Why would the incremental linker insert padding between section fragments?

@SharePointSky SharePoint Sky
January 14, 2019
Fair Allocation, is it possible?
January 14, 2019

Why would the incremental linker insert padding between section fragments?

Last year, I briefly discussed the subtleties of

inter-fragment section padding
,
and noted that the incremental linker is a common source of this padding.
Commenter DanStur wondered

why the incremental linker inserts padding between section fragments
.

The goal of the incremental linker is to permit rapid generation of
a new binary given an old binary and a small number of changes,
so that only a relatively small number of bytes in the binary need
to be modified.
Among other things, the linker adds padding in places that would
permit it to accommodate objects that change size.

For example, the incremental linker adds padding after each function
(which is represented as a code section fragment).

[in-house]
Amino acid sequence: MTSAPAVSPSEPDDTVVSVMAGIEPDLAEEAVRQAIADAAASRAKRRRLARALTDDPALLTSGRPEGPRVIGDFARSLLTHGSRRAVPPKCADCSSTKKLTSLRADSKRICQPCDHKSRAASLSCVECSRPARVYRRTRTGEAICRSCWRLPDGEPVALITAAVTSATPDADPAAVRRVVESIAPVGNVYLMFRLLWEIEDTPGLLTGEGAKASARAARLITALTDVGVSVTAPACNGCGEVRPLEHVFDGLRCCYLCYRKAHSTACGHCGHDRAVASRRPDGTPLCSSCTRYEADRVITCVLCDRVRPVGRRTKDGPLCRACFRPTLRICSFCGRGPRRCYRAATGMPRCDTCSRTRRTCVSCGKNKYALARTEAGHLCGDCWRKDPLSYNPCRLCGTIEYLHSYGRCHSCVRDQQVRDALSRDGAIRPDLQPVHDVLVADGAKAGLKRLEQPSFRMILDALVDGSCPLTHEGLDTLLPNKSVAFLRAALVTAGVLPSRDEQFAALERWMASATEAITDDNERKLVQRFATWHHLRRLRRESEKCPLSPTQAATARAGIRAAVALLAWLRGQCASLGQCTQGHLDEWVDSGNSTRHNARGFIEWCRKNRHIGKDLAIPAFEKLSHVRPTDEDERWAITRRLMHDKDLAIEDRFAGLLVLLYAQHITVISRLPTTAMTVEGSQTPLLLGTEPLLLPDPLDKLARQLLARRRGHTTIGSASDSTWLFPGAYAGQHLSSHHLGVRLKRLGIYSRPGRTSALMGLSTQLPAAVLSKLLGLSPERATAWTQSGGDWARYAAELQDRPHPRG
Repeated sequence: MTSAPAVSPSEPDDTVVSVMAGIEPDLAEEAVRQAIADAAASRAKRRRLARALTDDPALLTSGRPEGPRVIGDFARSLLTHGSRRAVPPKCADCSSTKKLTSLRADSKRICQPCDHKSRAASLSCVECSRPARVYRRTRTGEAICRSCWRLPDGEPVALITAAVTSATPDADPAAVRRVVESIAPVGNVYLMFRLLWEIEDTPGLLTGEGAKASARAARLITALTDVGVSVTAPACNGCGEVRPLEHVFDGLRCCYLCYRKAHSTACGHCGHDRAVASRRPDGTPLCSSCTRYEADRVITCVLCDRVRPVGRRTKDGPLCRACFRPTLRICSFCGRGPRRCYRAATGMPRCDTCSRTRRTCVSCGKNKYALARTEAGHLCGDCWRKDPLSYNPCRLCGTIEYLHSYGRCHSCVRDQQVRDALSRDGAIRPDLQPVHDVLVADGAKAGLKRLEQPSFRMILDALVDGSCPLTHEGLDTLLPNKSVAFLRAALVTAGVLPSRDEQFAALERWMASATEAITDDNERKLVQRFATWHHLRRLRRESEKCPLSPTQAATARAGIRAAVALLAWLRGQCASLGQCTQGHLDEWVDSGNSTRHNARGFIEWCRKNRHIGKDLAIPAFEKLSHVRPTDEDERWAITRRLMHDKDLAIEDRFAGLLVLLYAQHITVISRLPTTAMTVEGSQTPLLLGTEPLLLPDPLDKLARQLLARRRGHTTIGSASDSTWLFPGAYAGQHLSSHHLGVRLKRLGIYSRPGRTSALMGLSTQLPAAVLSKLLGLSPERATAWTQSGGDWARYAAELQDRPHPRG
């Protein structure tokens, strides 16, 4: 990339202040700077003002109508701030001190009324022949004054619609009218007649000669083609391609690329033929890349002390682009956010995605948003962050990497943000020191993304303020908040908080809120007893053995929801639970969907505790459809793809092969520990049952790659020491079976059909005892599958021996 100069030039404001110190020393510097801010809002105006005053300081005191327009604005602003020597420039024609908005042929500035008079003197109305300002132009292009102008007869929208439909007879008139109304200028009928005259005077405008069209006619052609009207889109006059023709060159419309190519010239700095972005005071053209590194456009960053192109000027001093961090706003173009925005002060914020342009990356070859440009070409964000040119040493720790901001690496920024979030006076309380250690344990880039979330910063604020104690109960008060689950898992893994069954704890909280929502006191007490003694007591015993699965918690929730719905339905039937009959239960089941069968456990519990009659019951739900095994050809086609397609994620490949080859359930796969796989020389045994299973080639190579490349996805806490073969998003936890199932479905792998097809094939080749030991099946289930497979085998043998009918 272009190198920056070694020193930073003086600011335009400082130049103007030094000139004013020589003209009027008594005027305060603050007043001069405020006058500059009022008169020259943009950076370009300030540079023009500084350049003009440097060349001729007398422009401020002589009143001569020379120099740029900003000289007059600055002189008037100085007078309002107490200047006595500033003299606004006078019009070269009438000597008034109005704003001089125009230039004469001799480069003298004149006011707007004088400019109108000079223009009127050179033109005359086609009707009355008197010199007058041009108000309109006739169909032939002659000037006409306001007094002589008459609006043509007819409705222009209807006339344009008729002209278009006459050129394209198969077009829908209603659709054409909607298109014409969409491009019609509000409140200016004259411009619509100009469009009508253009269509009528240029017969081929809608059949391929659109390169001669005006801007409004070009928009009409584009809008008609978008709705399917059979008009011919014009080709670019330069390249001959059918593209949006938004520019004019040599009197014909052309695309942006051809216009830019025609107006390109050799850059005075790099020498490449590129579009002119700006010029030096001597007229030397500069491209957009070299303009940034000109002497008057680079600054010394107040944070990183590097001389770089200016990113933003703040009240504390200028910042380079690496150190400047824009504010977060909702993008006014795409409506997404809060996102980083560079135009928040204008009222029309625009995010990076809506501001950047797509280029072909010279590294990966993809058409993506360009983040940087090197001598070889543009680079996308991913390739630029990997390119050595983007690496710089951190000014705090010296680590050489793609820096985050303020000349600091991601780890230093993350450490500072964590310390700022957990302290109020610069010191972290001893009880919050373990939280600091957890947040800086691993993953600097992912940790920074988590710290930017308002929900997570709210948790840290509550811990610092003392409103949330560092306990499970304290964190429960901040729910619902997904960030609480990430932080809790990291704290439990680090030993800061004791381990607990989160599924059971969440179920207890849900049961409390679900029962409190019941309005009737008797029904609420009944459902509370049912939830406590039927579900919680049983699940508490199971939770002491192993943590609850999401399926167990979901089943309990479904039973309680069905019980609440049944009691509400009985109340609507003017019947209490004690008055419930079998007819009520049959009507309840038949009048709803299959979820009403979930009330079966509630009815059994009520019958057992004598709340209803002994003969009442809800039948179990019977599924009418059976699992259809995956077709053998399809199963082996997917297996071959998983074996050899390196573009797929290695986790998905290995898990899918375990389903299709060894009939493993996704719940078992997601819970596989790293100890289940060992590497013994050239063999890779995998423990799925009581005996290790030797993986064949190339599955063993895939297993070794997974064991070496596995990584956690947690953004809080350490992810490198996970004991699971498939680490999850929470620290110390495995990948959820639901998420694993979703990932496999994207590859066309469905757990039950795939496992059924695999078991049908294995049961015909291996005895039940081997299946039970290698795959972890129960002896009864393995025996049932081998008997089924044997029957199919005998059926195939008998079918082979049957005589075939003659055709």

That way, if you make a change to the function that causes it to
become a little bit bigger,
the linker can plop the modified function into the space used by
the original function and its padding,
and it’s done.
Not only did the function’s start address not change,
neither did the start addresses of any other functions change.
This means that the linker doesn’t have to chase down all the
places that call a function and update the target addresses.

The incremental linker does the same thing with data section fragments.
If your object file declares 16 bytes of data,
the incremental linker will add padding after each data fragment.
If you add a new variable to the source file,
the incremental linker can put it in the padding
(assuming there’s room).
This means that the linker doesn’t need to move any
data variables around,
which means that no data addresses need to be updated.

Section fragment padding is just a special case of object padding.
In the case of a section fragment holding data,
if you add a new variable to the section fragment,
and the new variable fits inside the padding,
then the linker can just plop the new variable into the
padding and not have to move any existing data around.

If the linker cannot accommodate the change with the
existing padding, then it has to perform a lot more work
to re-link the program and update all the addresses.
But the linker will add new padding to the re-linked
program, so as to improve the likelihood that the next link
request can be performed incrementally if the change is minor.

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